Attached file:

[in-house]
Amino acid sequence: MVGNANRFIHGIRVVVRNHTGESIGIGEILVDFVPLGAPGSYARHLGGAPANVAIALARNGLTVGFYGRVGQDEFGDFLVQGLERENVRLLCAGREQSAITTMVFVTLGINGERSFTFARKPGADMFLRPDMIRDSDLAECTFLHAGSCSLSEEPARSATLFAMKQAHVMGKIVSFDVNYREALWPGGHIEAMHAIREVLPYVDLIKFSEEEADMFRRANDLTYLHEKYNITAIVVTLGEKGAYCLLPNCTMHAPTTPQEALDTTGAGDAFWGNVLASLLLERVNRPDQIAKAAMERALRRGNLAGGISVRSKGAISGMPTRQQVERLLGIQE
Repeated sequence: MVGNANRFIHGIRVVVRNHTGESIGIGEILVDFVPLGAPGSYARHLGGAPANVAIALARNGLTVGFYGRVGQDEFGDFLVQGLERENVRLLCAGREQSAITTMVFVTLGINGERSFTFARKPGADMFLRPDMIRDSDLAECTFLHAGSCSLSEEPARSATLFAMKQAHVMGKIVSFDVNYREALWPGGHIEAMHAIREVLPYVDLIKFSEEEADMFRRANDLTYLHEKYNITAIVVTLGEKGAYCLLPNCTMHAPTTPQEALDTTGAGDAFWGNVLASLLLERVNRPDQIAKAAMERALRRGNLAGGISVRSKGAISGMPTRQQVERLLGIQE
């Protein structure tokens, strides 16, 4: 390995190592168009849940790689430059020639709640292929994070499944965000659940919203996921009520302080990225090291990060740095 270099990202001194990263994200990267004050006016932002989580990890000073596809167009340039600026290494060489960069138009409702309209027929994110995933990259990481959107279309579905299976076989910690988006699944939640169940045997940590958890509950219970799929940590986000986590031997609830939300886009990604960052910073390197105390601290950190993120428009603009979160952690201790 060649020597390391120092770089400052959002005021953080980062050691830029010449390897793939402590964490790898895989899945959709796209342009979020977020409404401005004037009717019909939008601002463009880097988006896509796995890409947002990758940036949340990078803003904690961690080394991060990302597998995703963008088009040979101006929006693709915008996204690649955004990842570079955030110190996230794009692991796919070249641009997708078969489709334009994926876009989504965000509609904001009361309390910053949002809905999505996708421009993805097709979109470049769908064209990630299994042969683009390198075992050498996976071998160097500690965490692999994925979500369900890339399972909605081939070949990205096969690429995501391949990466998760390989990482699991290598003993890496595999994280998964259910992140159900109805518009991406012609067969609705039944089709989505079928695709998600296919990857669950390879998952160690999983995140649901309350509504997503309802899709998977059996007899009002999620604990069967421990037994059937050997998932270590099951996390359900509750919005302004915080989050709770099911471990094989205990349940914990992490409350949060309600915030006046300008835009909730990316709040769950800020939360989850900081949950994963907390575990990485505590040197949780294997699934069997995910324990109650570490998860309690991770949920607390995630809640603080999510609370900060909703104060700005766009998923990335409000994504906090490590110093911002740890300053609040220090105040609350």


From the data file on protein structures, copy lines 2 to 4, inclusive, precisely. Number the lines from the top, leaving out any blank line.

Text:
Amino acid sequence: MVGNANRFIHGIRVVVRNHTGESIGIGEILVDFVPLGAPGSYARHLGGAPANVAIALARNGLTVGFYGRVGQDEFGDFLVQGLERENVRLLCAGREQSAITTMVFVTLGINGERSFTFARKPGADMFLRPDMIRDSDLAECTFLHAGSCSLSEEPARSATLFAMKQAHVMGKIVSFDVNYREALWPGGHIEAMHAIREVLPYVDLIKFSEEEADMFRRANDLTYLHEKYNITAIVVTLGEKGAYCLLPNCTMHAPTTPQEALDTTGAGDAFWGNVLASLLLERVNRPDQIAKAAMERALRRGNLAGGISVRSKGAISGMPTRQQVERLLGIQE
Repeated sequence: MVGNANRFIHGIRVVVRNHTGESIGIGEILVDFVPLGAPGSYARHLGGAPANVAIALARNGLTVGFYGRVGQDEFGDFLVQGLERENVRLLCAGREQSAITTMVFVTLGINGERSFTFARKPGADMFLRPDMIRDSDLAECTFLHAGSCSLSEEPARSATLFAMKQAHVMGKIVSFDVNYREALWPGGHIEAMHAIREVLPYVDLIKFSEEEADMFRRANDLTYLHEKYNITAIVVTLGEKGAYCLLPNCTMHAPTTPQEALDTTGAGDAFWGNVLASLLLERVNRPDQIAKAAMERALRRGNLAGGISVRSKGAISGMPTRQQVERLLGIQE
């Protein structure tokens, strides 16, 4: 390995190592168009849940790689430059020639709640292929994070499944965000659940919203996921009520302080990225090291990060740095 270099990202001194990263994200990267004050006016932002989580990890000073596809167009340039600026290494060489960069138009409702309209027929994110995933990259990481959107279309579905299976076989910690988006699944939640169940045997940590958890509950219970799929940590986000986590031997609830939300886009990604960052910073390197105390601290950190993120428009603009979160952690201790 060649020597390391120092770089400052959002005021953080980062050691830029010449390897793939402590964490790898895989899945959709796209342009979020977020409404401005004037009717019909939008601002463009880097988006896509796995890409947002990758940036949340990078803003904690961690080394991060990302597998995703963008088009040979101006929006693709915008996204690649955004990842570079955030110190996230794009692991796919070249641009997708078969489709334009994926876009989504965000509609904001009361309390910053949002809905999505996708421009993805097709979109470049769908064209990630299994042969683009390198075992050498996976071998160097500690965490692999994925979500369900890339399972909605081939070949990205096969690429995501391949990466998760390989990482699991290598003993890496595999994280998964259910992140159900109805518009991406012609067969609705039944089709989505079928695709998600296919990857669950390879998952160690999983995140649901309350509504997503309802899709998977059996007899009002999620604990069967421990037994059937050997998932270590099951996390359900509750919005302004915080989050709770099911471990094989205990349940914990992490409350949060309600915030006046300008835009909730990316709040769950800020939360989850900081949950994963907390575990990485505590040197949780294997699934069997995910324990109650570490998860309690991770949920607390995630809640603080999510609370900060909703104060700005766009998923990335409000994504906090490590110093911002740890300053609040220090105040609350």